This week in Ask a Publisher: “Do I really need a book editor?”
Well. We haven’t read all of the 320,000 books published in North America last year but our sample suggests that the vast majority of them were unedited or poorly edited.
There are a number of reasons for this. These days, it’s relatively easy for someone to write a book, run it through spell check, and slap it up on Amazon. That is how some self-published authors work. It is also how a lot of amateurish publishing houses work. Even established publishers are not editing as they once did. It takes time. It costs money. Fewer editors are properly trained, and even the very best tend to be overworked, handling twenty-some books a year in between meetings and reading submissions. A few New York houses, led by Knopf and Farrar Straus & Giroux, still edit to the highest standards but their numbers are dwindling.
So great question: if many books are being published without being properly edited, why do you need an editor? To be honest, for some genres, you don’t. Audiences for romance, self-help, sports, and how-to business books appear to be forgiving of shoddy workmanship. But if you want your book to be taken seriously by intelligent readers, submit it to the best editor you can find.
A good editor does more for a writer than you might expect. It is almost absurd to describe in simple terms a craft people spend a lifetime mastering but there are three distinct phases to an editor’s work.
First, the big picture. Why are you writing a book? What is the subject? What are you trying to say about the subject? Who will read it? That sort of thing.
We’ve all read non-fiction books that make promises that can’t possibly be met. Books determined to state the blindingly obvious or things not worth knowing. Books where the author seems bored with his subject, or painfully out of his depth. Books pitched at general readers that assume specialized knowledge. Books that would have been better as blog posts. Books only a thesis advisor could love.
There is no end to the number of ways a book can fail in conception. A good editor will not only ask the right questions at the start of the project, but challenge the author’s ideas and assumptions and help her hone her answers. Only when it’s clear in her own mind why she’s writing a book, what she’s trying to say, and who she’s trying to say it to – only then will it work for readers.
The second phase of a good editor’s work concerns execution. How best to tell the story? What voice should you use? Is your anecdotal style as funny as you think? What material should be included? What needs to be chucked? What is the most effective way to organize everything? Shouldn’t this crucial bit of background be delivered early? What will keep the reader turning pages? Does this section blow your credibility? Are the conclusions supported by evidence?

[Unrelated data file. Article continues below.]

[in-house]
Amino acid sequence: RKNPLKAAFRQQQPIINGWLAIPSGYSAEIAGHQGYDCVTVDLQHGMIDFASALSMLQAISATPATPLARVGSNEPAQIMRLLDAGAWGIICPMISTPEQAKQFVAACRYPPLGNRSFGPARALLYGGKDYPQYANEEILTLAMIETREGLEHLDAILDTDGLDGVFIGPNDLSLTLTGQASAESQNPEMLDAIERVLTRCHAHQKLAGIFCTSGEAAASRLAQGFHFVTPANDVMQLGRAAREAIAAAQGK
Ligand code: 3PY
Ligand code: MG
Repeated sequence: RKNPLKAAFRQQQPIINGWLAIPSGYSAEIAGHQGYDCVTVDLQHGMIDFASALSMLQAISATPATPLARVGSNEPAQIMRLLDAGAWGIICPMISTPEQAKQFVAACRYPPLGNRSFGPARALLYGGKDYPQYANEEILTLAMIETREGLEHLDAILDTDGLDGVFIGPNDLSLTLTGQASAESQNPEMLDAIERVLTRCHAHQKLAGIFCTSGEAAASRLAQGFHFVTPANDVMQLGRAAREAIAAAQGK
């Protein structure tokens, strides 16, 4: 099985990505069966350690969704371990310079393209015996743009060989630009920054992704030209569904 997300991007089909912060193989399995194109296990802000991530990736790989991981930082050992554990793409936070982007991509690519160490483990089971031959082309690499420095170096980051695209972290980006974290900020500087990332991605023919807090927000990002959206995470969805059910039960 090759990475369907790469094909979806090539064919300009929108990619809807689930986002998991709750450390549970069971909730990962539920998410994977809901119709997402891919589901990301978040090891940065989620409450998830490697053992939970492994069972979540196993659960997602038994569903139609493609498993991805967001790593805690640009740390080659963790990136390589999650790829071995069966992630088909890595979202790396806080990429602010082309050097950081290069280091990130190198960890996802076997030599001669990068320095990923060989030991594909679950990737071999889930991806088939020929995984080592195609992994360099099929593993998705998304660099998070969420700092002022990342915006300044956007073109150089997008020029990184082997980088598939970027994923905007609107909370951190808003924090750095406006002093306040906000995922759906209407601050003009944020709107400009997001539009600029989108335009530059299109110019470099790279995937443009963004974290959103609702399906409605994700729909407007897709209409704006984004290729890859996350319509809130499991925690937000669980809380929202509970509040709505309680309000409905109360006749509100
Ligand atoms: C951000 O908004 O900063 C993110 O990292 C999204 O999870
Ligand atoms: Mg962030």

At minimum, books require a few hours of undivided attention from readers. That is a lot to ask of anyone. You’re chances of earning that attention are much improved if your book is properly executed. Even the best writers benefit from having another set of seasoned eyes scrutinize a text to ensure that all of its parts are essential, that they fit together, and that they add up to what you think they do, and make the impression you want to make.
The third service a good editor provides is line editing, which covers spelling, grammar, sentence structure and variety, word choice, paragraphing, and so on. Done right, it makes your text lucid, precise, persuasive, and enjoyable to read. A reader’s faith in an author’s intelligence and ability can be seriously undermined by poor line editing.
A number of apps are trying to eliminate the need for line editing. Pro Writing Aid, Grammarly, and other services can identify a surprising number of problems in a text, at a reasonable price. It is one thing to limit mistakes, however, and quite another to bring out your best voice. There is no substitute for human line-by-line editorial expertise.
In sum, the most accomplished writers require editing so odds are that you need it even more. Finding the right editor should be your primary concern if you are fortunate enough to have a choice of publishing houses. If you are self-publishing, there are good editors available on services such as Reedsy and Upwork. Hire the best you can find. And if your editor writes “Ugh” beside your egregious metaphor on page 110, as the wonderful Andrew Miller did on my last manuscript, don’t complain. Thank him.
Ask a Publisher is a weekly feature of SHuSH. Send your questions to firstname.lastname@example.org
A literary sort of self-help
Many of you will know of the Swiss-born British author Alain de Botton, author of How Proust Can Change Your Life, Status Anxiety, and The Architecture of Happiness, among other books. Less well known is de Botton’s ambitious educational publishing venture, The School of Life.
Founded in 2008, The School of Life is conceived as a challenge to traditional post-secondary pedagogy. Rather than impart knowledge for its own sake, it intends to give people “a sense of direction and wisdom for their lives with the help of culture.” It is concerned with emotional education, particularly as it applies to personal relationships and work. Among its publications:
In addition to publishing books, The School of Life runs events in London, Paris, Berlin, Sao Paulo and elsewhere. It offers therapy: psychotherapy, couples therapy, group therapy, career counselling, etc. And it operates SchoolofLifeTV, which posts weekly videos on how to live. As we said… ambitious.